I don’t want to be carrying camping gear and food. My plan is to stay in hotels and hospitality homes over the course of the trip. I am fortunate because my wife will be following me in a car for the first 4 days, leaving me in eastern Arizona, then she flies back to Indy from Phoenix. I will continue on my own, but my brother, Mike will follow me in his car about the time I am leaving Arizona or Utah. He will stay with me at least through the Rockies and maybe even parts of Kansas. The hospitality homes of Warm Showers are meant to be for the cyclist. So those first days with my wife had me lining up hotels.
Right away I was amused by the variations in reservation policies and prices. My first stop will be in Julian, CA. In its heyday, it was a gold mining town. There is no longer gold there, but some of the hotel prices might lead you to believe otherwise. There were a few bed and breakfast places, many being converted from old landmark homes. I chose one of the more modestly priced places to stay, but it was still more than I had expected to pay in other towns along my route. Not only was the rate a little higher, but a refund was only available with a 7 day cancellation notice. Given that it will be my first day, I’m pretty confident of keeping that reservation, but overall, I will need more flexibility in my reservations. My motel in Brawley, CA has the more typical 24 hour cancellation policy to get a refund. The place I am considering in Blythe, CA offers a cheap rate, but this “special rate” has to be secured with a non refundable payment in advance.
My final day with my wife has me stopping in Salome, AZ. There are not a lot of hotel choices in Salome. In fact, Three Finger Mordecai Brown could count them all on his bad hand and still have room for another. Both my choices are pretty inexpensive. One looks like it was built in the late 1950s and according to most reviews, needs significant updating. The other is “a four room motel originally built in 1942 but is fully restored into a refreshing, comfortable and quaint place for a memorable stay.” I am going with the 1942 version. They don’t take reservations online (after all the internet wasn’t around in 1942), so I called their phone number. I got a recording that went something like “Hi, this is Randy. If you want to make a reservation, please call Cindy at 928 -xxx-xxxx”. He sounded so friendly it took me a second to realize it was a recording. By the time I got a chance to write down Cindy’s number, it had disconnected, so I called again and this time I was ready to write down Cindy’s number. With Cindy’s number duly recorded, I dialed again.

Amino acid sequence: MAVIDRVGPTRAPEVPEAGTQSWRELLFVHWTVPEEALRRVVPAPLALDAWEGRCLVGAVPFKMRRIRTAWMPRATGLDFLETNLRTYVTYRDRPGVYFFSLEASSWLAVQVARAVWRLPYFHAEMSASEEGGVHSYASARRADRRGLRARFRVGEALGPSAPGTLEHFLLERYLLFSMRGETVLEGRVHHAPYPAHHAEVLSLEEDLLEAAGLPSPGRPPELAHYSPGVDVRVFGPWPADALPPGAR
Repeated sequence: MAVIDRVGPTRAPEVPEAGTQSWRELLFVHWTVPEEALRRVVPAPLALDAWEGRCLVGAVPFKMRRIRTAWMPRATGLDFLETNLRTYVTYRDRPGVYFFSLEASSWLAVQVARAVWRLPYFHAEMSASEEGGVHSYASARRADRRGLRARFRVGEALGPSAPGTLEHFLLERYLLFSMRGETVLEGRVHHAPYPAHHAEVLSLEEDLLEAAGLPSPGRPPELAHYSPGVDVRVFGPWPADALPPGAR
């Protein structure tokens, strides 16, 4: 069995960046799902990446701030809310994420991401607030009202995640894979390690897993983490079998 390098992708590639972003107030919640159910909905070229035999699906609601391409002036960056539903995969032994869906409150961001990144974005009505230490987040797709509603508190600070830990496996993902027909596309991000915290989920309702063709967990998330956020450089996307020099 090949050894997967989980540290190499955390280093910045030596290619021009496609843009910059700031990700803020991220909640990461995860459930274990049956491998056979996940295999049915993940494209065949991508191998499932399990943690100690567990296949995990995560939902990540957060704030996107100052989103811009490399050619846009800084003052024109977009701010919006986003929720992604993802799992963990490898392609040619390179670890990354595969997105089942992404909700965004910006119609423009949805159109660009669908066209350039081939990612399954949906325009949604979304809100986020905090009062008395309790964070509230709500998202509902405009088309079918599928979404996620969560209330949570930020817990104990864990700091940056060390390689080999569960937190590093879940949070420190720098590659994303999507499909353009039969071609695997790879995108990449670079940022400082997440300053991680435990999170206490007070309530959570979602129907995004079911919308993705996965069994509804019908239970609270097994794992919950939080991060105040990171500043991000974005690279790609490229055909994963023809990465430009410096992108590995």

“Hi this is Cindy”.
“Yes, I’m calling about making a reservation at the motel.”
“OK, could you hang on a second, I’m driving right now and was just headed back to the motel.”
“ Well I don’t want you to get into an accident. Be careful. Would you like me to call back later?”
“No, I’m good. I just pulled over and I’m getting out my book. When did you have in mind?”
“I was looking for April 27 for one night for 2 people. Do you have any openings?”
“I’ve got one room left. It’s a full size bed, so it will sleep 2. You don’t need to leave a credit card number because we just take cash. What’s your name?”
“My first name is Victor, and my last ..”
“OK Victor, got you down for April 27th.”
“Do you need my last name? What is your cancellation policy?”
“No I don’t need your last name. Since we deal in cash, we don’t worry too much about the cancellations, just let us know 24 hours in advance if you don’t think you’ll make it. We’d appreciate that.”
“Sounds good to me.”
“See you on the 27th, Victor”
It was that easy. Even though it is kind of in the middle of nowhere, I’m looking forward to my stay in Salome. I can’t wait to meet Randy and Cindy. It’s all part of the adventure.
The Lone Rider